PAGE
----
...strategy to me is is. You know, one of the themes today is entrepreneurs need to be on the front line right. That's what separates. If you if you look at the last twenty years at the founder led companies outproduced companies without the founders on average. Both of the statistics are being published by being Mackenzie, all of them and there are three reasons why founder let companies and one of them is being on the front line right and getting all that information from customers from the marketplace, from employees and everyone in resetting strategy based on how the market places is changing. So that's one really big port. And I think the other thing is is that the larger the company goes, it goes back to talent. And when you talk about talent, it all starts with yourself, right, how you show up. I'm still working on you know, like, for example, I've small. You know, I'm working on how can I become a little more structured than the business, because now the company requires me to show up differently, like when I stand, when I walk into a meeting and spin master today versus ten years ago. I have to be a different person and it's tiring because that's not my natural reptilian response, my DNA, that's not who I am, but I need to as a leader of the organization, I have to show up differently. Right. So, so much in business comes down to mindset, the underpinning of mindset. Okay, psychology, anxiety and security, ego. Right, and what people need to do is they need to put truth on the table, have radical transparency and people need to talk about where are your pressure points when it comes to anxiety, ego, insecurity, self awareness, mindset right, because you know, if you do the five wise and you keep going to the root, cause you just going to keep going down layer by layer, you're going to eventually hit people. And when you hit people you're going to get into mindset. And how open is the person? Does a person of a fixed mindset or an open mindset? I mean there's great there's a basic book from Carol Dweck called Mindset. It's just the most basic book ever and it talks about the difference between a fixed mindset and an open mindset. Right, and that applies to everything in life. It applies to parenting, applies to politics, applies to business, applies to yourself, applies to plant, tennis, whatever you're doing, right. So so I think that that's you know, I think that as leaders you need to get comfortable understanding psychology. You need to get comfortable talking about uncomfortable topics, which is, you know, people psychological profile. Right and and again, you know, I you know, we'll see if they come to comfortable. Okay, so just rephrase. I love listening, Anton, but just want to make sure well on track with a questions. Just one thing, one piece. Okay, I'm in the health and wellness industry. I think for us, more than profit, more than growth, it's really happiness, and happiness in the sense that I think you can only achieve that by having work like balance. Even if your business don't last, your family last. For me, I have two young kids and I think you know how do we make that happen? For me it's really achieving that, making sure that a yoga tree. All my staff we enter the same thing. Most of them are millennials. You don't have to put in the most hours at work. That's not how we measures access, but you do have to make sure you achieve great results. We use a law of tools to make sure that work like balance. It's achieved a yoga tree by having technology, home base, Trello. We use collaboration like slack. We use feedback like High Frederick. But I think the most important thing is if you're happy at work, if you're able to have that flexibility, you're able to carve out, you know, meaningful life beyond just working at her studio or taking classes. I think for us that's longevity. How do you because businessing sustainable, that's sure. So it comes down to toys, Yoga toys, deal go and Te Quilla. Those are three perfect Combo. We should take this on the road. We package and do a partnership. All right, how about you? So it's a great question, I think. I think kind of how we started the company was effectively ingrained culture of us and great culture with us to be successful. If we didn't start this way, probably wouldn't have been and by that met by that, you know, when we start the brand with effectively, you know, tenzero dollars in a story where no institutions would give us a nickel. And you know today it's very, very, very different environments, but back in those days they would literally off to set the room. And so what that did to us. I remember first business planned up, we gave out to an industry expert. It came back with more red ink on it than black ink and the words impossible. Can't be done unless you have a million dollars per market or something something like that, and so we had to look at...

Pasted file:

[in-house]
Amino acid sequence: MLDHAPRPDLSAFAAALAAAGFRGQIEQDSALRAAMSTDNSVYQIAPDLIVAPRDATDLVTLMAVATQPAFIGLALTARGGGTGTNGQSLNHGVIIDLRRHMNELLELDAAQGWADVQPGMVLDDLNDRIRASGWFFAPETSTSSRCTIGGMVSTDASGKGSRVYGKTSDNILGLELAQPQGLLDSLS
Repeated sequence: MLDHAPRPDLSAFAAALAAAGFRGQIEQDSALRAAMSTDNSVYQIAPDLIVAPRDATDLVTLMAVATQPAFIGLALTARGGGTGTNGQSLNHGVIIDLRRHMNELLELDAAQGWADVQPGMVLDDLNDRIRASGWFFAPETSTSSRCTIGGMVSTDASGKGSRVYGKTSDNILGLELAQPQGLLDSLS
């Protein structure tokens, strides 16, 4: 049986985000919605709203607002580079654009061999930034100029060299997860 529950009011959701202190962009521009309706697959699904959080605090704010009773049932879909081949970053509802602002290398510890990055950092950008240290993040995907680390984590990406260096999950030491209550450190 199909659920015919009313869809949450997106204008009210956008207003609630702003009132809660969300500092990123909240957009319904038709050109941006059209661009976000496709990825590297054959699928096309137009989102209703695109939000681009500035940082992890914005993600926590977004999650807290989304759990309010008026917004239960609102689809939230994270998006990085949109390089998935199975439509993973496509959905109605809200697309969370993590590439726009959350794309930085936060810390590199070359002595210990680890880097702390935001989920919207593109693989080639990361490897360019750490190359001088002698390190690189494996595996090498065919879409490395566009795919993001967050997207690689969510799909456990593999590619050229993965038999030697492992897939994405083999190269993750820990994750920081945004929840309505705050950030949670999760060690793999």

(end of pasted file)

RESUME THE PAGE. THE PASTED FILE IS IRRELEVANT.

...it and take a effectively, the only way for us to succeed would take an unconventional approach to build this brand, because if we went toe to toe with, you know, when of the big boys, even if we had two million dollars, three million dollars, we would have died a pretty quick death. And one of the things that we did, which was, you know, we didn't do it really super consciously, but we look at look at the strengths of weaknesses of our of our competitors, because the only way to do this is to effectively take market share from them. That to kill. Market was growing, but it certainly wasn't growing enough for us to effectively build a really strong brand on something like this. And so we looked at, okay, where are they strong and where they week and how do we effectively attack the we their weaknesses with our strengths. And so if you look at the bigger players, you know the they had. They're very big, they have a ton of money, they have huge distribution for a two distribution force and they have a lot of relationships in bed within the industry. Seems like a fun competitor to go against, right. But where are they week? They you know, they're they're they're big, their infrastructures rigid, they're slow, they're very short term oriented and very payback focus. So they're not brand builders. Their Trent, their their transactional based. So, as an example, you know, doing this was beyond belief helper for us because when they go to a bar and restaurant, they would be lined for the general manager or the purchasing director or the owner, someone who's going to make the decision, where they say, I will give you this much money marking support, you give me this many cases, jobs done. I go to my boss and say look what I've done. They haven't done anything to build their brand. They made a transaction. We would do the opposite. We would be lined to the bartender and we would tell the bartender our story and they would they would say this is you guys are ridiculous. The bartenders most of the Times has no decision making power. That you know, you could be wasting your time. They could quit tomorrow. But what we did was we ingrain that story bartender by bartender, bar by Bar, and instead of looking for payback, we built the foundation of a brand and we attacked kind of the Achilles heel again and again of our our competitors doing this and we achieved, you know, effectively by doing this, you can take down go lithe with with a slingshot. Almost the trickier thing as well, as you know, it embedded that Roy based culture on us, which is a bit easier when you have no money, but when you start to have a lot of like, a lot more money, nothing on the scale of the big, big boy levels, but to maintain that culture and maintain that payback and when you hire more people, you get far further and further remove and when they come from different organizations used to spending to maintain that Roi based culture and analyze kind of the major transaction and you're making. Does this at value? Is this building the brand? Is this helping as achieve our objective? Is something that I think has been really successful with drauma. Cool, cool, you guys. Thanks so much. Let's let's turn it to the audience and we have time for a couple of questions. I think we have microphones floating around, so rotten. Thanks very much for the post. Great Question. Are just follow going to use that? If your staff are like you're always trying to coach our unders and and if you go to the market partners and how do you? How do you? It's you know, it's a really good question. And you scale. You scale a lot more slowly than a lot of the big boys would want to scale so effectively. Is You know, hand to hand combat bar by Bar, bottle by bottle, and our strategy, you know, the conventional wisdom is you need to go into a distribution drive and being five hundred accounts and five hundred accounts, maybe you'll sell occasion two cases. Our strategies very different. Our strategy as we need to be in fifty accounts and from those fifty accounts we're going to sell ten cases per those account. We're going to serve as Heller them. They're going to all know our story and builds in a builds and it builds and that word of most spreads between one bar to another bar, hospitality to other hospitality, and there's a tipping point where it actually becomes infectious. And then you walk into a bar that you've never heard of and person Masada use ordering trauma and you're like on that, that's awesome. So I'm a big believer of scaling in that sense, slow but building that very, very strong brand foundation, because when the big boys do take notice of you, and they will, they'll try to disrupt it, to throw cash at the bar or incentivize them to pour their product. And the bartender you've already decommoditized your brand. So they're pouring it not because it's the cheapest. I mean, you know we're on some house course, for example in New York and Miami, where a bar could pay one third the cost of a Tequila that they pay for us. And so that's that's into these are high volume bars. That's tens upon tens of thousands of dollars a year. But they do it because they love the brand, they love the value proposition, they have that relationship. So it...